For some reason, the word "funner" haunted me the rest of the day. It was all I could thing of. I grew obsessed with it. We went to a party last night. I sat in a corner and talked to no one. I stayed up all night thinking about this one word...


Why is it not a word? Did some Oxford University tweedy hoyty-toyty professor decide that we should ban the word from the dictionary? If something is "big" and some other thing comes along of a larger size, that second thing is "bigger". Why not "funner"? Or "littler", for that matter. More about these later in the post.

It has become painfully obvious to me that the English language needs a re-write. The reasons for this are twofold: we need to instill both simplicity and consistency into our language. 

To illustrate the need for simplicity, why do we still use the ubiquitous, phonetically diverse and complicated "ough" in our spellings? From my second grade teachings, this collection of letters can have six different sounds:

"Oh, oo, uff, off, aww, ow"

Here's an idea: Let's simplify and spell the word thought "thot" and though "tho" and borough "boro" or through "thru" or ... the list is endless.

Furthermore, we should take a look at the simplicity that is happening in texting language. While I don't personally send text messages, I do marvel at the evolution of this subculture of the English language. Perhaps it's time to incorporate some of the wisdom of its users who spell the word "great" as "gr8".

To these ideas, there will certainly be detractors.

To those who scoff at modifying the language, please understand that all languages naturally evolve. Cavemen did not suddenly start speaking the Queen's English. They started making guttural noises to communicate their needs*.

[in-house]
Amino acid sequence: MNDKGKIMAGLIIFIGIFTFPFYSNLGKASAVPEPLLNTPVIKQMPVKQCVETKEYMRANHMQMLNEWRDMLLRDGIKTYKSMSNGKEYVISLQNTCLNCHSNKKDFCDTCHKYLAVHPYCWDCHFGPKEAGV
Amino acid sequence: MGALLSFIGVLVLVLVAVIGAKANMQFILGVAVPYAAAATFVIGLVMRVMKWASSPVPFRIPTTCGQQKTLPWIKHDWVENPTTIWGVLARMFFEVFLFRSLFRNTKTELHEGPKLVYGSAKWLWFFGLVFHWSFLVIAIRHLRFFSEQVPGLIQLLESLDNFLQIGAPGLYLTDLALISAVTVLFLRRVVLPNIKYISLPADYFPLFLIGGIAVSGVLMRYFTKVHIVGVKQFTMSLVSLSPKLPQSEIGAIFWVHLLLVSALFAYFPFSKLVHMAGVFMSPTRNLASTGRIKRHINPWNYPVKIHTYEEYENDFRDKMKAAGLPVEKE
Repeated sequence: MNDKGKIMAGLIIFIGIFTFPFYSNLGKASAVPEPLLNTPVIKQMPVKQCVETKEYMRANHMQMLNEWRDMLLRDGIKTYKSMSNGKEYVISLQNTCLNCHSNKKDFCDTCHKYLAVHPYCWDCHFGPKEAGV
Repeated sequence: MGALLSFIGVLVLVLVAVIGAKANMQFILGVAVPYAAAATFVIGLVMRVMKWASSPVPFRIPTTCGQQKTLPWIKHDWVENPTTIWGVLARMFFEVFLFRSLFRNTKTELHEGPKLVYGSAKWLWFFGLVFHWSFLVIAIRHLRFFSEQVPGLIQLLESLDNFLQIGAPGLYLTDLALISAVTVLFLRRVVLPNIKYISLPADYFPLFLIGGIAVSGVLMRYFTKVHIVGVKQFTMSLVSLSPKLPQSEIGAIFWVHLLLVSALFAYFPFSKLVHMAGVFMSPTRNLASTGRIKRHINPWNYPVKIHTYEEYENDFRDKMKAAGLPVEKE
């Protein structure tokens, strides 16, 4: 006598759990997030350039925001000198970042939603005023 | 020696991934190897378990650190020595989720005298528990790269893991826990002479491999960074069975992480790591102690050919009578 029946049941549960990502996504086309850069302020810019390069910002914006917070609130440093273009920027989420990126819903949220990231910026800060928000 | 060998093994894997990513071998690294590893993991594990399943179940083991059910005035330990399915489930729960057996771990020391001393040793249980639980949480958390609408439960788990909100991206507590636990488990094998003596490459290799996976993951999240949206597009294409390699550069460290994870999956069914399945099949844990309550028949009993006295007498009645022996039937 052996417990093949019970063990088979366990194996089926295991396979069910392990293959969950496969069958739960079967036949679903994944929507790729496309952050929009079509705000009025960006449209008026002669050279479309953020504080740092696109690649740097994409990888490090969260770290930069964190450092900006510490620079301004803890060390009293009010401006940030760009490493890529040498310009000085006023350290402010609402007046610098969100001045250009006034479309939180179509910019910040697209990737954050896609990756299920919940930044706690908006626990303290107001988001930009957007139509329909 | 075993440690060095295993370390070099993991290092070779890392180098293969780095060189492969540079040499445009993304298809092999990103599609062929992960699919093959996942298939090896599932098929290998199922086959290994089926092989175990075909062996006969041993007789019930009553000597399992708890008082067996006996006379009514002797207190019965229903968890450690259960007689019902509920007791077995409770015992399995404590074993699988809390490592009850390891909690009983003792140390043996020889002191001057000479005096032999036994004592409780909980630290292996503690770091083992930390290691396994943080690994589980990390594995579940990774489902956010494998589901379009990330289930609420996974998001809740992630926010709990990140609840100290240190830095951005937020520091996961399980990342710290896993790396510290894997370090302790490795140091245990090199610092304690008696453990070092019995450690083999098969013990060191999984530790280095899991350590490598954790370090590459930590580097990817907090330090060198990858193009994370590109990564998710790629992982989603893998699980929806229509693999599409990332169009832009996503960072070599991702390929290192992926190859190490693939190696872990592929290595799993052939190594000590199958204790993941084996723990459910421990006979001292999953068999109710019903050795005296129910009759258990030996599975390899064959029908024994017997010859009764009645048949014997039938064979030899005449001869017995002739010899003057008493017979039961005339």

* Much like the language still used by snowboarders.

A specific example of language evolution was experienced by me in high school English class. Then, under the guidance of the wickedly cruel Miss Isabel Harriman, we were forced to read "The House of Seven Gables" in nineteenth century English prose, no less. In short, the language of the time bore little resemblance to today's English (and it was a bugger to read).

I also point out that changes in spellings are not unprecedented. In England and in Canada as well as in other English-speaking countries, the words neighbor, favor, and labor are spelled differently that we do in the U.S., adding a "u" before the "r" in each case. Somehow, we dropped the "u" in favor of simplicity. The city of Albuquerque used to be spelled "Alburquerque" - the "r" was eventually dropped.

Why not do it again?

I also propose that, for consistency, rather than use inconsistent comparatives such as big, bigger and biggest, that we start using big, big+ and big++. Should something be described as small, the comparatives smaller and smallest would evolve to small- and small--.

After all, it would make English fun+. (Translation: funner).

Readers, enjoy your day.